How Does Eggnog Affect the Teeth?
It’s the most wonderful time of the year! With it comes sweet treats and holiday parties and, for many, lots of eggnog. We love to use it as coffee creamer, mix it with a cocktail, or just drink it straight.
As your dental professionals, you know we have to warn you about the potential effects of eggnog for your teeth. The good news is that it isn’t the worst thing you can drink this time of year. It does carry some risk, though.
What is Eggnog?
Eggnog is a traditional holiday drink that was most likely developed in medieval times in the United Kingdom. Recipes for making it from scratch include milk, cream, sugar, and both egg yolks and egg whites. Its popularity has led to mass production in a variety of flavors available in the refrigerated section of your grocery store during the holidays.
Is Eggnog Bad for Your Teeth?
Anything with that much sugar (more than twenty grams in a half-cup serving) carries the risk for causing cavities on the teeth. The good news is that eggnog is not highly acidic. By drinking plain eggnog, you are only risking cavities through the high sugar content, not through both sugar and acid.
Adding alcohol to eggnog does lower the pH a little, so you should exercise caution when you mix in the rum. Drinking it in your coffee also carries a more acidic pH, but we are guessing you would drink that coffee anyway . . .
How to Enjoy Eggnog while Protecting Your Teeth
Being vigilant about your oral health does not mean that you can’t have any fun over the holidays. It just means you might need to step it up a notch when it comes to prevention.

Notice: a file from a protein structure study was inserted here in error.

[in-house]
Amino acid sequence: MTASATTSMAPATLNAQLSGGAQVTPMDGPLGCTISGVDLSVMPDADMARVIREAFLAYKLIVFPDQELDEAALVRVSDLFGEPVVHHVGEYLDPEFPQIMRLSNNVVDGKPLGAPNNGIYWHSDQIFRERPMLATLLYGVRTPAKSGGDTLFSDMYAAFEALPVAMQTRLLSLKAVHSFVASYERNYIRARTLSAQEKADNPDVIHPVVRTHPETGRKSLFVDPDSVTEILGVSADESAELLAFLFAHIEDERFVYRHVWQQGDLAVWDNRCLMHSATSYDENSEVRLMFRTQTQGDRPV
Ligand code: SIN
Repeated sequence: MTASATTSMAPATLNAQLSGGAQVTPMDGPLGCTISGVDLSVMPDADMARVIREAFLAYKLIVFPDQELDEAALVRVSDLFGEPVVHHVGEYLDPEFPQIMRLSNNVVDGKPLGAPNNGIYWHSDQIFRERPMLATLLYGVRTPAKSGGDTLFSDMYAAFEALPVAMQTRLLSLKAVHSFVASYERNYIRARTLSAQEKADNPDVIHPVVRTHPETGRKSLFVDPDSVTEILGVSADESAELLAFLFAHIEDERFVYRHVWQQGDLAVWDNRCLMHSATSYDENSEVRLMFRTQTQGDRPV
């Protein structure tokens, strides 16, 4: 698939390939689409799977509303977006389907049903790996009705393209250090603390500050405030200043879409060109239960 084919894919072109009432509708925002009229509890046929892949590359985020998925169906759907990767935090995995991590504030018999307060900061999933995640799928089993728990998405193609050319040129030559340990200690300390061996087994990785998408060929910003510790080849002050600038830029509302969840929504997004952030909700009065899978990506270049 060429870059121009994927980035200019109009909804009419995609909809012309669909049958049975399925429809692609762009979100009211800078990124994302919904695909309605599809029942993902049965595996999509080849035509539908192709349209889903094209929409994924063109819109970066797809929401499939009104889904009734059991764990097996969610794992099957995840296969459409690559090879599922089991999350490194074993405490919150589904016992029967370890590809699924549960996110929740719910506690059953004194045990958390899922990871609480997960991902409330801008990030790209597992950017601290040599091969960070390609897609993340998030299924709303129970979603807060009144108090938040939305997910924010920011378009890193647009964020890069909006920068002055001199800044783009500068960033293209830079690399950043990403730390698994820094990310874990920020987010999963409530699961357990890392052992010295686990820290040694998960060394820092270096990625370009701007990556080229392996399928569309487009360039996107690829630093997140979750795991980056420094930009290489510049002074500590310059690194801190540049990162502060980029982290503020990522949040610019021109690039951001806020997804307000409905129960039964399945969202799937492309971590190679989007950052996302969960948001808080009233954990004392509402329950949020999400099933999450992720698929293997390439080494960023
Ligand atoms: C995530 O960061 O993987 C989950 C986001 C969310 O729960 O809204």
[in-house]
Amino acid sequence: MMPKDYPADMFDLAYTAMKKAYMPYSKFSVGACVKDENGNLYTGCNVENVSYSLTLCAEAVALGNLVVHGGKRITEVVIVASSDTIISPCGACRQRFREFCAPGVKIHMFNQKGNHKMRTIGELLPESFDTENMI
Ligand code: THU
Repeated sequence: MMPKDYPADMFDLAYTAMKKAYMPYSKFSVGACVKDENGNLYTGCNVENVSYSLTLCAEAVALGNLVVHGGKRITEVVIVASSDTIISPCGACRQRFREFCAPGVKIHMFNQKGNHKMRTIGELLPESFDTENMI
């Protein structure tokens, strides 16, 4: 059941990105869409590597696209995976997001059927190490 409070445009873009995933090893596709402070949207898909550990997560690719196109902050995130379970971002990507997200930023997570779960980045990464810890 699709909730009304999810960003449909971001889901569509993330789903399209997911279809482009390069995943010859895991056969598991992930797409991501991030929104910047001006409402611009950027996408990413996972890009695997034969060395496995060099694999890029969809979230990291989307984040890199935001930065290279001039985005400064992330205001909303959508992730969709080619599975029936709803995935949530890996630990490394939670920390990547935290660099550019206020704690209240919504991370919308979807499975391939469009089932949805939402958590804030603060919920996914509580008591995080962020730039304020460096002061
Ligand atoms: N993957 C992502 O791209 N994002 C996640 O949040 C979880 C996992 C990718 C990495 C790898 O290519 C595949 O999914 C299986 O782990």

Don’t Skip the Dentist
Keeping up with your consistent professional teeth cleanings and check-ups is an essential part of maintaining a healthy mouth. The preventive care that you receive from your dental hygienist helps protect your teeth against the acid attacks of dental plaque. That means you can enjoy a little more eggnog.
You can’t rely on your six month cleanings alone. You have to maintain great oral hygiene at home. When you brush and floss on a daily basis, you are removing dental plaque that houses dangerous, cavity-causing bacteria.
If you remove these bacteria from your teeth, they cannot create cavities from the sugar in your eggnog!
Add Fluoride or Another Remineralizing Agent
Bacteria in dental plaque cause cavities by digesting sugar in your eggnog and producing acid. This acid softens and weakens enamel (a process called demineralization), allowing the bacteria to penetrate and work their way deeper into the tooth. We can fight this process by using remineralizing agents. They can reverse the process of demineralization in its early stages.
Fluoride is the easiest remineralizing agent to find, as it is widely available in over-the-counter toothpastes and mouthwashes. You can also receive professional fluoride treatments from your dentist for added protection.
For those who want to avoid fluoride, other remineralizing agents are available through various online vendors. Look for products that contain nano-hydroxyapatite, amorphous calcium phosphate (ACP), and arginine.
More Questions about Holiday Drinks?
Call Timberlake Dental today at 940-382-1750 to schedule a visit with Dr. Chowning or one of our wonderful dental hygienists. We can answer any question you have about your favorite holiday beverages and give you tips to keep your mouth healthy throughout the season.
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